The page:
1. Write the command as a hexadecimal number in the field (1). For example, write 0x00 0x00 to send a Reset command.

    2. Click the Send Numbers button (2) to send the command.

    3. Observe the response in the DTM in area (3). The response is encoded as hexadecimal numbers.

    RealTerm commands sending
Connect with Minicom (Linux)

Minicom is a serial communication program that connects to the DTM device.

On the Linux operating system, install a Minicom terminal. On Ubuntu, run:

sudo apt-get install minicom
  1. Run the Minicom terminal:

    sudo minicom -D DTM serial port -s

    For example:

    sudo minicom -D /dev/serial/by-id/usb-SEGGER_J-Link_000683580193-if00 -s

    The -s option switches you to Minicom setup mode.

  2. Configure the Minicom terminal:

    minicom configuration window

    Configuration window

    1. Select Serial port setup and set UART baudrate to 19200.

      minicom serial port settings
    2. Select Screen and keyboard and press S on the keyboard to enable the Hex Display.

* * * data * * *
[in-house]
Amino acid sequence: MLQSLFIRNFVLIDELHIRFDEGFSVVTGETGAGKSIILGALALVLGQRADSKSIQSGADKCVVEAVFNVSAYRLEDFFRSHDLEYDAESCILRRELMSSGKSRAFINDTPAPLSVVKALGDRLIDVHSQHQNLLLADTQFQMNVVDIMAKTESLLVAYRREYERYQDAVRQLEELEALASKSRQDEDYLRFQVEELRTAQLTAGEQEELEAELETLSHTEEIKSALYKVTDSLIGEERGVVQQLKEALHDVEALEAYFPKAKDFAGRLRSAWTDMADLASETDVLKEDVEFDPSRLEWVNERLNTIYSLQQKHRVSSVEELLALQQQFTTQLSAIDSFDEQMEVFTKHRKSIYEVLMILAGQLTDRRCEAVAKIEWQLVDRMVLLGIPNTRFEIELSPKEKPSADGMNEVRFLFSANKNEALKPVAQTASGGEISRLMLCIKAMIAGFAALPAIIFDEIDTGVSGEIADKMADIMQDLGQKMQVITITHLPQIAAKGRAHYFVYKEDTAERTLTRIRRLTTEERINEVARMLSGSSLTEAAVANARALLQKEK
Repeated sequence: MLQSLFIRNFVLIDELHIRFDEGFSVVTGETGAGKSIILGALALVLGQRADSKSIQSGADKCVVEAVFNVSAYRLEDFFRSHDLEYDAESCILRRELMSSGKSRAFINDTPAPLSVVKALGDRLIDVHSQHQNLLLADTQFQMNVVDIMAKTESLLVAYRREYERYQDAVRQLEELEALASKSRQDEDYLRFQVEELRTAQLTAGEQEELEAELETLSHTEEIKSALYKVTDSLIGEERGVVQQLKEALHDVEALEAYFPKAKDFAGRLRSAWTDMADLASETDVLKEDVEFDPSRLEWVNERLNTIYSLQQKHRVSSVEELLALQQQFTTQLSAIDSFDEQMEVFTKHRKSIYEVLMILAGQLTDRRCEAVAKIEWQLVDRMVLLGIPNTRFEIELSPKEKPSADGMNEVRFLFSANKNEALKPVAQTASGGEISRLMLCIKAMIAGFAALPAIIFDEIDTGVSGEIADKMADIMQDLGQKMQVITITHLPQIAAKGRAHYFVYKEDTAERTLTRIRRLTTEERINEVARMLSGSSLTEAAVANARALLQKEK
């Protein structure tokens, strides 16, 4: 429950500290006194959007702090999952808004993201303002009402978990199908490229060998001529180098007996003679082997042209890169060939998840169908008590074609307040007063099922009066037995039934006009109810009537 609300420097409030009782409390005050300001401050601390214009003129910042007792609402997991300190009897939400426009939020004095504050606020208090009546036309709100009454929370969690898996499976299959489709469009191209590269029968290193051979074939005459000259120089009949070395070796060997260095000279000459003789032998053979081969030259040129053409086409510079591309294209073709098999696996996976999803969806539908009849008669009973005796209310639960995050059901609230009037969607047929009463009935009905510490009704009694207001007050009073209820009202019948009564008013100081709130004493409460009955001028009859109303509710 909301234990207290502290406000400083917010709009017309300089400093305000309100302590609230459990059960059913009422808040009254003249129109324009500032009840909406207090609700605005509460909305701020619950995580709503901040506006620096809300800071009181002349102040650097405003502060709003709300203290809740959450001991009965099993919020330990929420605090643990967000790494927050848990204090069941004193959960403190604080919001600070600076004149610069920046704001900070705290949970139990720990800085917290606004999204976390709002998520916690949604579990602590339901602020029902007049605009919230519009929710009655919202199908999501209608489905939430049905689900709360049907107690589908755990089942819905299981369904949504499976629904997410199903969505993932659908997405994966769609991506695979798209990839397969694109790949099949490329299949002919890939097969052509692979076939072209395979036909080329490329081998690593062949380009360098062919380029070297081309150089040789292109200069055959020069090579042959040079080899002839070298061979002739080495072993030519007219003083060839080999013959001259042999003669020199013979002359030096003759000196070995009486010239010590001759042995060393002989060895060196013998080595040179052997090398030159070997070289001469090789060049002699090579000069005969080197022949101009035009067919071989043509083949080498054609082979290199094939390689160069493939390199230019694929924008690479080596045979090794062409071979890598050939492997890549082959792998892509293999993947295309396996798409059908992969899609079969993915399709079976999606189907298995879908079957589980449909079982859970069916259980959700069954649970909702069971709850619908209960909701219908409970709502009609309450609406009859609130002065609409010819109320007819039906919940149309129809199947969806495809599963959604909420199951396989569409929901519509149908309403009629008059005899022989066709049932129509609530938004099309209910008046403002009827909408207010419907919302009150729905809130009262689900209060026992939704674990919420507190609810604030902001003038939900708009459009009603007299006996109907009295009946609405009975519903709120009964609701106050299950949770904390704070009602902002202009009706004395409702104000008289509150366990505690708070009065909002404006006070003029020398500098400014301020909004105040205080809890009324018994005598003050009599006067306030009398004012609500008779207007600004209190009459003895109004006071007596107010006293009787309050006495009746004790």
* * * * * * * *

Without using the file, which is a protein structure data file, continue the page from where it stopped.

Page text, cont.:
3. Press Q on the keyboard to enable Local echo.

      minicom terminal screen and keyboard settings

    Minicom is now configured for receiving data. However, you cannot use it for sending DTM commands.

  3. Send DTM commands:

    To send DTM commands, use echo with -ne options in another terminal. You must encode the data as hexadecimal numbers (xHH, byte with hexadecimal value HH, 1 to 2 digits).

    sudo echo -ne "encoded command" > DTM serial port

    To send a Reset command, for example, run the following command:

    sudo echo -ne "\x00\x00" > /dev/serial/by-id/usb-SEGGER_J-Link_000683580193-if00


This sample uses the following nRF Connect SDK driver:

This sample has the following nrfx dependencies:

  • nrfx/drivers/include/nrfx_timer.h

  • nrfx/hal/nrf_nvmc.h

  • nrfx/hal/nrf_radio.h

  • nrfx/helpers/nrfx_gppi.h

The sample also has the following nrfxlib dependency:

In addition, it has the following Zephyr dependencies: